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Brookings Trade Forum 2005 (2005) 75-116

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Tradable Services:

Understanding the Scope and Impact of Services Offshoring

Institute for International Economics
University of California–Santa Cruz and Institute for International Economics
[Comments and Discussion]

Globalization, particularly globalized production, is evolving and broadening from manufacturing into services. Services activities now account for a larger share of global trade than in the past. Services trade has almost doubled over the past decade: in the period 1992 to 2002, exports increased from $163 billion to $279 billion, and imports increased from $102 billion to $205 billion. These changes, and their implications for American firms and workers, have attracted widespread attention.

Coincident with the broadening of global economic integration from manufacturing to services, the face of job displacement in the United States is changing. While manufacturing workers have historically accounted for more than half of displaced workers, over the period 2001–03, nonmanufacturing workers accounted for 70 percent of displaced workers.1 The share of job loss accounted for by workers displaced from information, financial services, and professional and business services nearly tripled, from 15 percent during the 1979–82 recession to 43 percent over the 2001–03 period. The industrial and occupational shift [End Page 75] in job loss has been associated with a rise in the probability of job loss for more-educated workers.2

Bringing these two trends together, the changing mix of industries exposed to international trade in services may have deep implications for the structure of U.S. industry and labor markets in the future. Currently, there is little clear understanding of the role of services globalization in domestic employment change and job loss. More fundamentally, there is little clear understanding of the size and extent of services offshoring, how large it is likely to become in the near-term future, or what impact it is having on the U.S. economy.

Fueled by the 2004 presidential race and continued slack in the labor market, the services offshoring debate became headline material. The literature on services offshoring is expanding rapidly. A nonexhaustive list of recent contributors includes: Amiti and Wei (2004); Arora and Gambardella (2004); Bardhan and Kroll (2003): Bhagwati, Panagariya, and Srinivasan (2004); Brainard and Litan (2004); Bronfenbrenner and Luce (2004); Dossani and Kenney (2003, 2004); Kirkegaard (2004); Mann (2003); Samuelson (2004); and Schultze (2004). Despite the attention, relatively little is known about how many jobs may be at risk of relocation or how much job loss is associated with the business decisions to offshore and outsource.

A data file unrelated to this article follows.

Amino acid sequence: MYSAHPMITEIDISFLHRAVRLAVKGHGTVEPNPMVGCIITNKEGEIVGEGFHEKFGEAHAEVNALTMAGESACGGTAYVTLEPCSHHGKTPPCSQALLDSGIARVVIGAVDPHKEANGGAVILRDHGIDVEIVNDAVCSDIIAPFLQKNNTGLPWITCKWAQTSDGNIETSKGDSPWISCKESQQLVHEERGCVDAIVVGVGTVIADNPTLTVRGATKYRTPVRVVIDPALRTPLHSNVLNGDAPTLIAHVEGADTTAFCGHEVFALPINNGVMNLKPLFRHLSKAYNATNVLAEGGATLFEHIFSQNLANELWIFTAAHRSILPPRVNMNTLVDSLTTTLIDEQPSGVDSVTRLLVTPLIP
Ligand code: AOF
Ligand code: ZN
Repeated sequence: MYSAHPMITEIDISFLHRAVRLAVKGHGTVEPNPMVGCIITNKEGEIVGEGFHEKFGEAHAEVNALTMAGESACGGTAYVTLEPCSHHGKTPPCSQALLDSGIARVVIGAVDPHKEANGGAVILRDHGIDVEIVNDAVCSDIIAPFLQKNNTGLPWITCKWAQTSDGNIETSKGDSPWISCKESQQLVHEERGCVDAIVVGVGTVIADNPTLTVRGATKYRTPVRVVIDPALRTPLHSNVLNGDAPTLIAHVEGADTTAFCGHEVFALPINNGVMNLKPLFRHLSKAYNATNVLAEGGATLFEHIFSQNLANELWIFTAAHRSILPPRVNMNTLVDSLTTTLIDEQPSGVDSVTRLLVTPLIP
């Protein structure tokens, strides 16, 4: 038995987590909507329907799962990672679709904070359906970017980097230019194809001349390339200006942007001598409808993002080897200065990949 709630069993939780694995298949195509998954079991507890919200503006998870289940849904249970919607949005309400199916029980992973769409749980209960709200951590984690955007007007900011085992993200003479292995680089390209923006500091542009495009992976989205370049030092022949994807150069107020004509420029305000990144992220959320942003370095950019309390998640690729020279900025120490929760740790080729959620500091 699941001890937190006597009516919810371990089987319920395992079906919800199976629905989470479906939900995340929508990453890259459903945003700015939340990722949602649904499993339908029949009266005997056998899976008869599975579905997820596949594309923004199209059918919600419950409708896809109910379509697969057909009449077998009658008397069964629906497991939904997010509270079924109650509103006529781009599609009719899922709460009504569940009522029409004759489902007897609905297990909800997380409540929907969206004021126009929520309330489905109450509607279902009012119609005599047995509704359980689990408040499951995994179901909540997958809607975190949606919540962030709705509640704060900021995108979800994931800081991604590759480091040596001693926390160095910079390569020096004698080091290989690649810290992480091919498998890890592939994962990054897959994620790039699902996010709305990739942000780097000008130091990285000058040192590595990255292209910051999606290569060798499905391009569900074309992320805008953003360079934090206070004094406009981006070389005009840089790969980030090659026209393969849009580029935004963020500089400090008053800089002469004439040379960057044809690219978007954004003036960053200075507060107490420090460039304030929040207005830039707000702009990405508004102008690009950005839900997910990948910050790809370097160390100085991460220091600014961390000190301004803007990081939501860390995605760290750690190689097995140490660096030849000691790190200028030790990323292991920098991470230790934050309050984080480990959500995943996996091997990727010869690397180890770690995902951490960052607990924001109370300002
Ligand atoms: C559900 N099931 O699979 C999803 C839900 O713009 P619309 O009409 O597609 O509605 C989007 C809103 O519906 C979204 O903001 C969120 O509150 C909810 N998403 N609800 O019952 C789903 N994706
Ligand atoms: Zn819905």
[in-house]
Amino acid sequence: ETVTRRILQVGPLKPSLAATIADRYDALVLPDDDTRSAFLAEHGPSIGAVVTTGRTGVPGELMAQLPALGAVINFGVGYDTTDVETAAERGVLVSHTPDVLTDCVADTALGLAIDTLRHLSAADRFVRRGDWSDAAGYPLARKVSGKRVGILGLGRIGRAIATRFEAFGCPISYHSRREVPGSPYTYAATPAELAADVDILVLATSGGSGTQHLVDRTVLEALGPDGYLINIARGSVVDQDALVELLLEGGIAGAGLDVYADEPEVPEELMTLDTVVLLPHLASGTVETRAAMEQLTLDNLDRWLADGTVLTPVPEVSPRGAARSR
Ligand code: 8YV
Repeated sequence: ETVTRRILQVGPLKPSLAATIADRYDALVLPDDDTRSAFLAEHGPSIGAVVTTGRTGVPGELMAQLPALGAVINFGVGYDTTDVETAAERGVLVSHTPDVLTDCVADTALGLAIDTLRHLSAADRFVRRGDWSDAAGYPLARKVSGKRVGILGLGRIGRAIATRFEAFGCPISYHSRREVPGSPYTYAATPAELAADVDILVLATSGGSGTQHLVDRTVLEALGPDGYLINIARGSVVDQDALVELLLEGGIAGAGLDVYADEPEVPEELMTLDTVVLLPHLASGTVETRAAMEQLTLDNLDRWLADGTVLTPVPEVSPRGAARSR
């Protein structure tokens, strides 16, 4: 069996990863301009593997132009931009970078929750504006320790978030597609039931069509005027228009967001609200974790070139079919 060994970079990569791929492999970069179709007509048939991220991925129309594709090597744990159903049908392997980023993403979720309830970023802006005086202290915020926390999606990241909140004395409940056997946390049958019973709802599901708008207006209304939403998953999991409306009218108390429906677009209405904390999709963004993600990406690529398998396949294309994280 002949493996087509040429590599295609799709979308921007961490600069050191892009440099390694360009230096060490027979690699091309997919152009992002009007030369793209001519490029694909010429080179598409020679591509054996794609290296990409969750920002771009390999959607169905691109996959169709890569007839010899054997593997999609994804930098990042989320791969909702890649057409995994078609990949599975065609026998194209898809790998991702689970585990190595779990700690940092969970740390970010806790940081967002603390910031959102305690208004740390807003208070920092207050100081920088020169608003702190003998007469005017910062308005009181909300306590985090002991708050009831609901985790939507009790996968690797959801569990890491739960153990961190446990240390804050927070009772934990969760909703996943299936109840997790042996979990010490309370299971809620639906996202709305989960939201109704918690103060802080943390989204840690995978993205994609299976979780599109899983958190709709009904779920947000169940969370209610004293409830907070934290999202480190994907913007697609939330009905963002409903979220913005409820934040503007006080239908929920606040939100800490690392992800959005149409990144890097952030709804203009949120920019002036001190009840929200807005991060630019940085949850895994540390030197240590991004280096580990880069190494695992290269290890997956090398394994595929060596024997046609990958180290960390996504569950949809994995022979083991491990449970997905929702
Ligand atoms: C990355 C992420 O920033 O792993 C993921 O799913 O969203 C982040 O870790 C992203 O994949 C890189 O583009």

There are a few prominent projections, advanced mostly by consulting firms. The dominant and most widely quoted projection of future job losses due to movement of jobs offshore is Forrester Research's estimate of 3.3 million.3 Others include: Deloitte Research's estimate that by 2008 the world's largest financial service companies will have relocated up to 2 million jobs to low-cost countries offshore; Gartner Research's prediction that by the end of 2004 10 percent of IT jobs at U.S. IT companies and 5 percent of IT jobs at non-IT companies will have moved offshore; and Goldman Sachs's estimate that 300,000 to 400,000 services jobs have moved offshore in the past three years, and that 15,000 to 30,000 jobs a month, in manufacturing and services combined, will be subject to offshoring in the future.4

It is clear that changes in technology are enabling more activities to be traded internationally. What is unclear is how large these trends are likely to become, [End Page 76] the sectors and occupations affected to date and going forward, and the impact on workers of the resulting dislocations. Without understanding the nature and scope of the changes, it is difficult to formulate effective public policy to address emerging needs.

This paper develops a new empirical approach to identifying, at a detailed level, service activities that are potentially exposed to international trade. We use the geographic concentration of service activities within the United States...


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pp. 75-116
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Archived 2012
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